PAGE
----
Last week I saw an article in 2paragraphs about the death of Gunther Schuller and the crisis of jazz criticism. The author was remarking on the lack of young voices in jazz criticism compared to literary criticism. As a young jazz commentator (and including a number of colleagues and friends in the jazz world), I feel the need to reply to this assertion that there are no young voices. 2paragraphs have published my reply, but this is a slightly longer version of that article.
The crisis is not so much that there are not young voices in jazz commentary and criticism, but rather that our voices are not being heard through traditional media. Because of the changes in the way press and publication works it is far more difficult for our voices to be heard through ‘traditional’ means. We find it harder to get work in traditional publications because those publications either have their full complement of staff writers who are well established, or they are moving towards ‘reader provided’ content for no cost. Other publications (such as one I regularly write for) might need to rely on the goodwill of willing and enthusiastic volunteers to survive. It is also becoming more difficult to find jobs to support us while we research a biography or history (in fact it’s getting harder to find a jazz related job period!), thus it takes longer to get to the point of sending something to a publisher (and then there are the issues of getting it published…).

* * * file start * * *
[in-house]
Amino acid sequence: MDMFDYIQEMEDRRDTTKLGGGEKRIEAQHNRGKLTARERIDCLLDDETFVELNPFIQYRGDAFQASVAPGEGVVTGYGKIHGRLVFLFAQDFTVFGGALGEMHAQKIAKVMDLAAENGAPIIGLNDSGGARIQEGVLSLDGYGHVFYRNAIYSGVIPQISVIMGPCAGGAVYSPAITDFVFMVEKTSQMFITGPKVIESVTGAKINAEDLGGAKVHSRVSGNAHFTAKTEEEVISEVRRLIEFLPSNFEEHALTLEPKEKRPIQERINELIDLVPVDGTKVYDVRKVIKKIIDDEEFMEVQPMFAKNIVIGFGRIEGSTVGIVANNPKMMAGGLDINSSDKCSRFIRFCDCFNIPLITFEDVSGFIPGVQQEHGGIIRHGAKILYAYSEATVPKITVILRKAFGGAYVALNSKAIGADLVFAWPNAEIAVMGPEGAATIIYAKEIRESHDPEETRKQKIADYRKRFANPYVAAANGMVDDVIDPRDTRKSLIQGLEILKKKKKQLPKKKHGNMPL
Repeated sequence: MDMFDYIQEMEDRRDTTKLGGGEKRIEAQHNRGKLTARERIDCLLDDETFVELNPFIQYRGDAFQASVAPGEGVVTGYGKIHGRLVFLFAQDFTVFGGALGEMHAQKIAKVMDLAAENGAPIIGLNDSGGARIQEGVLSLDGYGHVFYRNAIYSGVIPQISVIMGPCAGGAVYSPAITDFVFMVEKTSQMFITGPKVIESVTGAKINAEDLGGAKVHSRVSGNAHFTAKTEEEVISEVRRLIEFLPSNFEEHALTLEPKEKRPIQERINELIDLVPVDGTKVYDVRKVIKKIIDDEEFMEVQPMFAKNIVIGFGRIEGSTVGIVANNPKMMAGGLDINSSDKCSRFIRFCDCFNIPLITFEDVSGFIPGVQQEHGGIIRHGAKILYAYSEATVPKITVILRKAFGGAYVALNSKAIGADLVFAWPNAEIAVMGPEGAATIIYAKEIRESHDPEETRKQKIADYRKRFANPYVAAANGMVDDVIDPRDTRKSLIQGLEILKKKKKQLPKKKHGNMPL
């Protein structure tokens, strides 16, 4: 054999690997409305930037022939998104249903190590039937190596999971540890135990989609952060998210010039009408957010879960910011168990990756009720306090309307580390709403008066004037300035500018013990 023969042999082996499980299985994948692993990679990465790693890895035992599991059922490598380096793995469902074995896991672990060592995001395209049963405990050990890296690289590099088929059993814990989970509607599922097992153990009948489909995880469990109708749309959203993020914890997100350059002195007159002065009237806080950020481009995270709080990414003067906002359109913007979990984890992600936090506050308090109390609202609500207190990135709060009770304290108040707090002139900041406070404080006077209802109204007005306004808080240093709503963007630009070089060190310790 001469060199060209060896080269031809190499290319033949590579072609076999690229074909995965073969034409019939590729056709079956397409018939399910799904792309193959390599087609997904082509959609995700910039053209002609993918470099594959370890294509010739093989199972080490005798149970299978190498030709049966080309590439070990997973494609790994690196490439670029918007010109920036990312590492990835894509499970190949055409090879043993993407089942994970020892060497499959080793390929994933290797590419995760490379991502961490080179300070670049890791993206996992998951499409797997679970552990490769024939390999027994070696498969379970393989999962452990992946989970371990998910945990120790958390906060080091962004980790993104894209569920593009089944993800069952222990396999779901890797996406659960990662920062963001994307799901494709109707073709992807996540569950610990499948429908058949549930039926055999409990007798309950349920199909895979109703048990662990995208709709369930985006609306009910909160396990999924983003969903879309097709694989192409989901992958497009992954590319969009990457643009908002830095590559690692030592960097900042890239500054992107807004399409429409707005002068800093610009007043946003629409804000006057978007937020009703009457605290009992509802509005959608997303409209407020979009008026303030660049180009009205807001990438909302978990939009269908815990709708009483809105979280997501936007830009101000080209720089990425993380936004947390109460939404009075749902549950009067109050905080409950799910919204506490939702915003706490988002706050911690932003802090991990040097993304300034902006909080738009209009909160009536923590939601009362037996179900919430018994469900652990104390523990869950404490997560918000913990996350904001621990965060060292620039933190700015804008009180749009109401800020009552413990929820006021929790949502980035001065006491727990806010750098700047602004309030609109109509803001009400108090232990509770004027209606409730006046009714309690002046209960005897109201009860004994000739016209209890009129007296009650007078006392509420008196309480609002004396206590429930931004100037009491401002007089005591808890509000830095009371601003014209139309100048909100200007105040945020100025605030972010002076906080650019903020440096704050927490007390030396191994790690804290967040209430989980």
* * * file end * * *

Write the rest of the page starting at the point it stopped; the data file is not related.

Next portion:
Additionally many young jazz writers these days are coming out of the academic world rather than the journalistic world, and this is an added barrier to breaking into traditional media. Being able to adopt a journalistic tone is a skill in and of itself, one which takes time to develop and why would an editor take their chance on a person that may or may not know how to write in this manner- no matter what their knowledge of jazz is? Of course, the only way to gain this skill is to practice, which is where what young jazz writers are doing is interesting.
Young voices are writing and talking about jazz, but we are not communicating as much as our forefathers (and mothers) did through traditional media. Today you’re more likely to find us airing our opinions on our own blogs and other social media accounts- or we are writing (voluntarily, I might add- very little of this work is paid) for other blogs and sites. We might also be using podcasts or Youtube to reach our audiences. There are a number of ways for young writers to reach an audience, and while I agree that it is much harder to find young voices in amongst the thousands of jazz sites and blogs out there, it is not impossible if the reader is willing to try.